I couldn’t do it. I went to Italy for three months and left my cats with my parents. The older one, Peter, who acts all tough and like he doesn’t care ended up at the vets office for pretty much all three months because he was depressed and suffering from seperation anxiety. It cost me about $3000 in vet bills. He only perked up when I called my ex from Italy and asked him to go visit the damn cat. He pulled through it but since then he definitely has a whole lot of attachment issues. We can go away for two weeks at a time if we have my Brother-In-Law or another family member stay at the house with him, but when we get home he nearly EXPLODES with excitement and we can’t leave him alone for a good few days without him getting kind of frantic about it. I wouldn’t leave him for that long again. Poor monkey.

Post # 12
Member
10287 posts
Sugar Beekeeper
  • Wedding: October 2011

I could never do it. Lincoln (our kitty) is like a son to us. He is unbelievably attached to Fiance and I and I don’t think that he would ever survive with anyone else. Sounds strange but the 3 of us have this weird bond.

Ok, now I sound like a psycho…

Post # 13
Member
283 posts
Helper bee
  • Wedding: July 2011

I just read your follow up post, and you have to understand the difference between a couple of days and a matter of years. There really is no comparison. At some point the pet will stop expecting you to come back, and will identify itself as a member of his/her new “pack”. It isn’t just a vacation, a time period that long will require the animal to integrate into his/her new family in order to feel comfortable, safe, and happy.

As a ‘crazy cat lady’ (and proud of it!), I have to say that cats are not as “flexible” as you think. Cats are very easily stressed, much less trusting, and tend to bond closely to only those they know well. In my experience, they actually respond less favorably than dogs, and I have seen many stress induced illnesses in cats that are dumped by their families.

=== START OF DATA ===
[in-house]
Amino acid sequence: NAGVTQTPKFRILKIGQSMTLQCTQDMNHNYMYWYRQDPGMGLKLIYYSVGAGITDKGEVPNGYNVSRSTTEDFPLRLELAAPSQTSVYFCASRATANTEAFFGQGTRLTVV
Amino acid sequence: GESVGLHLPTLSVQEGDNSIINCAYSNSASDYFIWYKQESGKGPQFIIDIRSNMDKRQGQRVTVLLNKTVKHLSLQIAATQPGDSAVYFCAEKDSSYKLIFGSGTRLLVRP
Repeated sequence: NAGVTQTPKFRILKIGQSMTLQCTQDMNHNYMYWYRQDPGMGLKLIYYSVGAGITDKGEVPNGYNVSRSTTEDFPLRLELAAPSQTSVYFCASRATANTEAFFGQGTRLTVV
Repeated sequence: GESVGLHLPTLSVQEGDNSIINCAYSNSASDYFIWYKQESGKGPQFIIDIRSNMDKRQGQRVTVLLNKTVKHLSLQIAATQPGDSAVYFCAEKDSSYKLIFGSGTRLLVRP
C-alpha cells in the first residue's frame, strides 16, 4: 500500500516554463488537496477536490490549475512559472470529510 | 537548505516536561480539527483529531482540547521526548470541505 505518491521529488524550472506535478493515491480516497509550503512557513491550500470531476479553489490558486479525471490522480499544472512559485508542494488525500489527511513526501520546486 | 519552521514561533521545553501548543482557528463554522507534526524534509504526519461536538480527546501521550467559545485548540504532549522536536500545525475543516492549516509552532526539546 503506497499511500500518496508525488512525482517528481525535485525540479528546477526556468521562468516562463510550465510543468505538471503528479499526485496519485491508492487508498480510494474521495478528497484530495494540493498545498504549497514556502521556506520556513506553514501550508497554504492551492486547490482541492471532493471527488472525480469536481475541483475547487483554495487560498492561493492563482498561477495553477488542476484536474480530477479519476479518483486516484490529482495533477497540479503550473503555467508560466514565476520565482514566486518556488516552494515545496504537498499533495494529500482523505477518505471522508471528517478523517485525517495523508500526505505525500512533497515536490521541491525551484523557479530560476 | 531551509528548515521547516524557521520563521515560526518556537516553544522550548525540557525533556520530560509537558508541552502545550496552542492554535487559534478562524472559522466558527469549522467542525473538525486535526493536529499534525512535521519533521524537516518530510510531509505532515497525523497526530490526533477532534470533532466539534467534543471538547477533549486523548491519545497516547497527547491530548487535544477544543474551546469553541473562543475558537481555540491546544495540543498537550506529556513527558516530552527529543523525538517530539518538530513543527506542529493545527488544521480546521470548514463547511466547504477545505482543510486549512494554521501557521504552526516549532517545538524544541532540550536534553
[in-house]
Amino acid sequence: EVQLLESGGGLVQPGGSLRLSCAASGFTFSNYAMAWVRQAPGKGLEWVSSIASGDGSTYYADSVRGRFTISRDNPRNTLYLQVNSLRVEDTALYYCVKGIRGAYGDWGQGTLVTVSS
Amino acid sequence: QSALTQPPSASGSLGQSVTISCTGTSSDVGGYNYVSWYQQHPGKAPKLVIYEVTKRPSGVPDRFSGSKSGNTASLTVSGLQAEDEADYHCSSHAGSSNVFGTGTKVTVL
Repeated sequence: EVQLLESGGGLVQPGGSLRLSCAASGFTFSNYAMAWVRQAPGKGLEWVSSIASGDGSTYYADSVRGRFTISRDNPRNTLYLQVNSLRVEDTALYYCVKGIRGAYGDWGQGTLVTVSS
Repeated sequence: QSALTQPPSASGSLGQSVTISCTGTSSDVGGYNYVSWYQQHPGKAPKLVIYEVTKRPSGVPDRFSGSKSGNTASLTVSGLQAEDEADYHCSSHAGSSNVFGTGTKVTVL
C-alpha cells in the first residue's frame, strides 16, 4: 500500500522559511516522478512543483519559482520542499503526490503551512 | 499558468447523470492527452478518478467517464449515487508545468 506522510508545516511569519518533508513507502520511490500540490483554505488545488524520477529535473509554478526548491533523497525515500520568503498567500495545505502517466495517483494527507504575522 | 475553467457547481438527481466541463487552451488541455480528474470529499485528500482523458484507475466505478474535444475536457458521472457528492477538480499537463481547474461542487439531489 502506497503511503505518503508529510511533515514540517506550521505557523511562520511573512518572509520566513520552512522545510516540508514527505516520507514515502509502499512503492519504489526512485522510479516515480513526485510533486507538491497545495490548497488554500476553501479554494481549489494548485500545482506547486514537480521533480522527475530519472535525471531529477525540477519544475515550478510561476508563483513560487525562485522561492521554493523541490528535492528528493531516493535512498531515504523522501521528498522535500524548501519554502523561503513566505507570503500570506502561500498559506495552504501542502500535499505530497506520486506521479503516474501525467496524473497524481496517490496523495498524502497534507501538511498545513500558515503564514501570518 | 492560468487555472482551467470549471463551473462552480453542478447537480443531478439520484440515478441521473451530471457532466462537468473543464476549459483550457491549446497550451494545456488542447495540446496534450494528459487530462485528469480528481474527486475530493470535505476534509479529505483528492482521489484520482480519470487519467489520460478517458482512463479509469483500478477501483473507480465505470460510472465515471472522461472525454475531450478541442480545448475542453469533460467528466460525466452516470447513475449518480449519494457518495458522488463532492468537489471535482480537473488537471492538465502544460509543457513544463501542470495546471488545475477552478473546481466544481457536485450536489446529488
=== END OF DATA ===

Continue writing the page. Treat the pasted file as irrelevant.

Post # 14
Member
374 posts
Helper bee
  • Wedding: January 2011

I wouldn’t do it.  If you plan on leaving them then you should leave them for good.  While you’re away they’re going to form new bonds with the people who are taking care of them.  It will be tramatic twice, once when you leave and then again when you take them back.

Post # 15
Member
7770 posts
Bumble Beekeeper
  • Wedding: July 2010

I would leave my dog with a person I really trusted — maybe.  My dog has had many many many changes, so she is very adaptable.  We have lived in many places and had many roommates.  I think it is best to look for a place that allows pets though- because I think it is the right thing to do- not because I think the pets will change- but again- my dog is possibly different because of how she grew up. 

Post # 16
Member
11325 posts
Sugar Beekeeper
  • Wedding: February 2011

The thing is… you can’t explain to a pet why you’re doing it or that it isn’t forever. In their eyes– it will be abandonment. Maybe they’ll get over it? I have a rescue dog and he seems very happy with me (although a bit traumatized at first), but he definitely has anxiety issues stemming (I’d have to guess) from his abandonment by his first owners. Then you’re talking about taking them back in 1-2 YEARS. By which point they’d probably be used to their new living situations and think that THOSE people abandoned them… thus screwing with their heads a second time. 

You say 80-90% of apartments are not pet friendly… that means that 10-20% of them are. I’d go that route.